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airborne_angler

Molting Craw Colors And Time Sensitivity

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As a youth i caught plenty of Crawfish by hand. Some were softshelled as they likely just got done molting.

Do different sub species of craws in different regions of the country have specific times of the year that they molt based on water temps ect? Or is it just a random thing for every craw?

What about colors? Obviously different sub species are naturally different colors...do they all turn the same color when they molt?

Basically im wondering if the "molt" is similar to the spawn a fish goes through seasonally. Do all craws molt at the same time? Or is it a individual thing like when a snake sheds? Do they all turn Blue when they molt? Ive heard alot of people using Black and Blue jigs...thats because thats a molting color and thats when craws are most vulnerable,making them easy pickings for the Bass...is this correct?

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Crayfish are different colors around the country depending of species. I use to have a link to the different habit ranges until my computer crashed (hopefully someone will come along and post it). Here in Maryland we have the Virile and Rusty craws which I have caught in the local waters. Both of these are brown but one has green craws, head and tail. I use this to my advantage by making a brown jig with a GP head and GP trailer. I learned the secret to why PB&J works so well in MO when I spent 17 weeks there for an Army school. All the craws I found in MO were brown with a purple hue to them.

 

Allen

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So this is the species in my home lake. Believe is of the Virilis(sp?) Variety. What color jig/trailer might be good to match the hatch?

post-1759-0-23872800-1388364192_thumb.jp

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So this is the species in my home lake. Believe is of the Virilis(sp?) Variety. What color jig/trailer might be good to match the hatch?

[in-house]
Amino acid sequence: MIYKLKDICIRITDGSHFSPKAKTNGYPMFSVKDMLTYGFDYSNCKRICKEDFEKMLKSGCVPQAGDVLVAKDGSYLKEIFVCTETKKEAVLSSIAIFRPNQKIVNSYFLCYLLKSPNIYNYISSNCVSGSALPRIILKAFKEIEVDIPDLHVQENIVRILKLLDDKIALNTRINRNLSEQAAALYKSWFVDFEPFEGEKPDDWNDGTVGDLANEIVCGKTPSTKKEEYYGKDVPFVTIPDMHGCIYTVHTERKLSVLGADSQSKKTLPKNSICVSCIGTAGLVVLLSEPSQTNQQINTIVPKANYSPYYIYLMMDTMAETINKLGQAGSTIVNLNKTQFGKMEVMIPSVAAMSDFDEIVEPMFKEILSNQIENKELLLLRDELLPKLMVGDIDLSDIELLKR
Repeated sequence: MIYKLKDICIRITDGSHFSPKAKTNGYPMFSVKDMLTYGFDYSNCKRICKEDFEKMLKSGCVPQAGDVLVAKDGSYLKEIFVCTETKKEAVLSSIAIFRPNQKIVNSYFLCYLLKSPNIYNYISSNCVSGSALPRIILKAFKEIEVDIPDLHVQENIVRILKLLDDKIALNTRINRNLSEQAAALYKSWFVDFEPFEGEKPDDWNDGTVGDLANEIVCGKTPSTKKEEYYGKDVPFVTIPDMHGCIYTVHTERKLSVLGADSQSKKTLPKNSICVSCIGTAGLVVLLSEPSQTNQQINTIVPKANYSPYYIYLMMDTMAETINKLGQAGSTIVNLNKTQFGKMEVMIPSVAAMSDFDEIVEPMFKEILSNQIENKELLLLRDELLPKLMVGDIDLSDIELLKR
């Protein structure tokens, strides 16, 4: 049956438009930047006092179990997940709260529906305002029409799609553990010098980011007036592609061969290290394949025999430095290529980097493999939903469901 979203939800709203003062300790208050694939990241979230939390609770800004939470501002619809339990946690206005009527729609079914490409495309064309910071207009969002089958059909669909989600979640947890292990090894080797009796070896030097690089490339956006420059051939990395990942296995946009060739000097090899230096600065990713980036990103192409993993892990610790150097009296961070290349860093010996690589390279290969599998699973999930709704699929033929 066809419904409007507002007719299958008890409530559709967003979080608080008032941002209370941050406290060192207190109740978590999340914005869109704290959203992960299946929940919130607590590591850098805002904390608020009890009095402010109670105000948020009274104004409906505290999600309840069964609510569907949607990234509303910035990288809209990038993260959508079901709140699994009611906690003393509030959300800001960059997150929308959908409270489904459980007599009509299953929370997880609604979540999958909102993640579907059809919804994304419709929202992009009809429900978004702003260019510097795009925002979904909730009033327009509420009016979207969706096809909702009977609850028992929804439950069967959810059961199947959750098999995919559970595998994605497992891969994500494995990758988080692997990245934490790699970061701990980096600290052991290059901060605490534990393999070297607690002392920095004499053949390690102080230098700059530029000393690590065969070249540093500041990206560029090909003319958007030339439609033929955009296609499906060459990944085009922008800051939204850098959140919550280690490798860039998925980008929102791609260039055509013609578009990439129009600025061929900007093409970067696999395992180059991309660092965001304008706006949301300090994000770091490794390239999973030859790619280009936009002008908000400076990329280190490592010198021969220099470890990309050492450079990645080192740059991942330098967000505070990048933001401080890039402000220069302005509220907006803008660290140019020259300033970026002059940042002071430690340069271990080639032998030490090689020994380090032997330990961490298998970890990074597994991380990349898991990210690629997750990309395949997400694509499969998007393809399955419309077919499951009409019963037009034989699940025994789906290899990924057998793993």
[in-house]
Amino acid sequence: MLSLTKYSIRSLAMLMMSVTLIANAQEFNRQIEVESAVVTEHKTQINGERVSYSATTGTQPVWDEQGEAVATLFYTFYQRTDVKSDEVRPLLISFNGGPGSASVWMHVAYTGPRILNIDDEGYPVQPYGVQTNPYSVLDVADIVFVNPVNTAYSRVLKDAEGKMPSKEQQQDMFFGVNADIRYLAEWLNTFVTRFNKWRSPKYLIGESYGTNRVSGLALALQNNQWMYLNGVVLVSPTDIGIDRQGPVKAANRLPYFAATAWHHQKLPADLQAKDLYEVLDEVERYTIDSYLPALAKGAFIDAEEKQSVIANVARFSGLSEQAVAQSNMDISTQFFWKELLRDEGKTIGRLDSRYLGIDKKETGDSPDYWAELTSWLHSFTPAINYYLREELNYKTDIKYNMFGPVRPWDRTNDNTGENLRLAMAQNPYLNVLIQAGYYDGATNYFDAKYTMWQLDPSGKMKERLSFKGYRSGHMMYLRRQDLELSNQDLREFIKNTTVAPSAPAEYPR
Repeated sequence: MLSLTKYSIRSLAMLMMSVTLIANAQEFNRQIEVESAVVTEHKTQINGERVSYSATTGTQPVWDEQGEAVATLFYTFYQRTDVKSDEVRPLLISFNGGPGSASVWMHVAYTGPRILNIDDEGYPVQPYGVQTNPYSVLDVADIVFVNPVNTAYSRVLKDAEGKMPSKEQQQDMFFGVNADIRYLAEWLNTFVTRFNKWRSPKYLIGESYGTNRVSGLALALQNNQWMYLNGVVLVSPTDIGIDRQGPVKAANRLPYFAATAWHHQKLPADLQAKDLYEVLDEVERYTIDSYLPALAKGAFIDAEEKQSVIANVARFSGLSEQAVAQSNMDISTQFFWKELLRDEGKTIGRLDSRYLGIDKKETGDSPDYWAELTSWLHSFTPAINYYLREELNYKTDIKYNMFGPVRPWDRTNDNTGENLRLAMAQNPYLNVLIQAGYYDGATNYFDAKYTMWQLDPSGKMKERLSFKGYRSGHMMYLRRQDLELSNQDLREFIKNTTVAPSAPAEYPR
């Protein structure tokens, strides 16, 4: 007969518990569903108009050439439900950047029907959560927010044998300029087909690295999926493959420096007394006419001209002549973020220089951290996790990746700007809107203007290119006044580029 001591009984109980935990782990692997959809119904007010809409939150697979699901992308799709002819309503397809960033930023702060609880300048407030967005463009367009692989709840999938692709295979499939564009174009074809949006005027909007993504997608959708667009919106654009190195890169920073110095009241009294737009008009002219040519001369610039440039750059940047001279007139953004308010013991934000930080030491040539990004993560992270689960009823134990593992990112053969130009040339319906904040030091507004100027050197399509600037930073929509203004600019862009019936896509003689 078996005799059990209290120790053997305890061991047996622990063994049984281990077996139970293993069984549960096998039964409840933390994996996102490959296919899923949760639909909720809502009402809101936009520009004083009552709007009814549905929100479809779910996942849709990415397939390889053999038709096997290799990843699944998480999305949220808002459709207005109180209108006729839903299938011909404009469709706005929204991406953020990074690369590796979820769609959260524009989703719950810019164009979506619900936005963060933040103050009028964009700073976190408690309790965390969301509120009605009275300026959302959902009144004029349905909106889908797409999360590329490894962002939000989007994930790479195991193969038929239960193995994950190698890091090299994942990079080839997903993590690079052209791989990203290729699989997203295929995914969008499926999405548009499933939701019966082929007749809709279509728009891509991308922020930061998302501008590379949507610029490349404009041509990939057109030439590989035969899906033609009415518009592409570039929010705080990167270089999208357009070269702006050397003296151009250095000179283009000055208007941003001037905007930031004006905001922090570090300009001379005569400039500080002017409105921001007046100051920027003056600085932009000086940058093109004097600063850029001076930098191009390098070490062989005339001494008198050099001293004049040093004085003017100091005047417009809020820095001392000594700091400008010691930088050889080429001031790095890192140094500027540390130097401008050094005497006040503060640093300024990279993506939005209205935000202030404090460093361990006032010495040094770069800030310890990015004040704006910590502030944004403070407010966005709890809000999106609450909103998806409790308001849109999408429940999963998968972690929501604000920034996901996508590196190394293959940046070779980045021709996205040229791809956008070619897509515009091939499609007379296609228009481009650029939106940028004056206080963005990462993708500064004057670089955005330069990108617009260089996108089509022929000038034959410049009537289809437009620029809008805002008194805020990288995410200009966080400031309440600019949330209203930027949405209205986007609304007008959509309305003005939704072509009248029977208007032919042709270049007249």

Green Pumpkin ;)

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So this is the species in my home lake. Believe is of the Virilis(sp?) Variety. What color jig/trailer might be good to match the hatch?

Eye think this is a silly question. Wait, this isn't Stevie Wonder is it?...

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Crayfish or crawdads are not indigenous to Arizona, so whatever is found there was transplanted.

Both Northern and Southern swamp crawdads are the most common variety, there are others and Arizona considers all crawdads invasive and tries to eradicate them.

Crawdads molt as they outgrow their shells. Following the cold water period, after they have burroughed in soft clay banks, there appears to be a large quantity of crawdads molting at that time which coincides with the pre-spawn. This is a good time to fish jigs around clay bank and rocky deep water areas.

I spent a few years in AZ and it was my observation that the crawdads in the Salt River lakes tend to be lighter coloration in the cinnamon/blue colors or cinnamon/green. The Colorado river the crawdads where darker black/red or black/green. I used what is called June bug today (black grape with green flakes), black grape-blue neon and cinnamon-blue neon/red flakes in most of AZ lakes with good results. 3 color combinations that can be mixed with trailer color combo's, that is what I do.

Tom

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There are now well over 300 recognized species of crayfish, so it's not surprising

that crawdaddies are seen in nearly every imaginable color. When I was a kid, we enjoyed turning over rocks

and snatching those tiny freshwater lobsters. The craws we gathered in Jersey were predominately cinnamon

in color with blue-gray highlights. In Georgia though, most of the craws were greenish brown (i.e. green pumpkin).

 

During the molt however, softshell crayfish appear in various shades of blue, from dusky blue to bright sapphire blue.

This may help to explain the inordinate popularity of 'Blue' for bottom-oriented lures.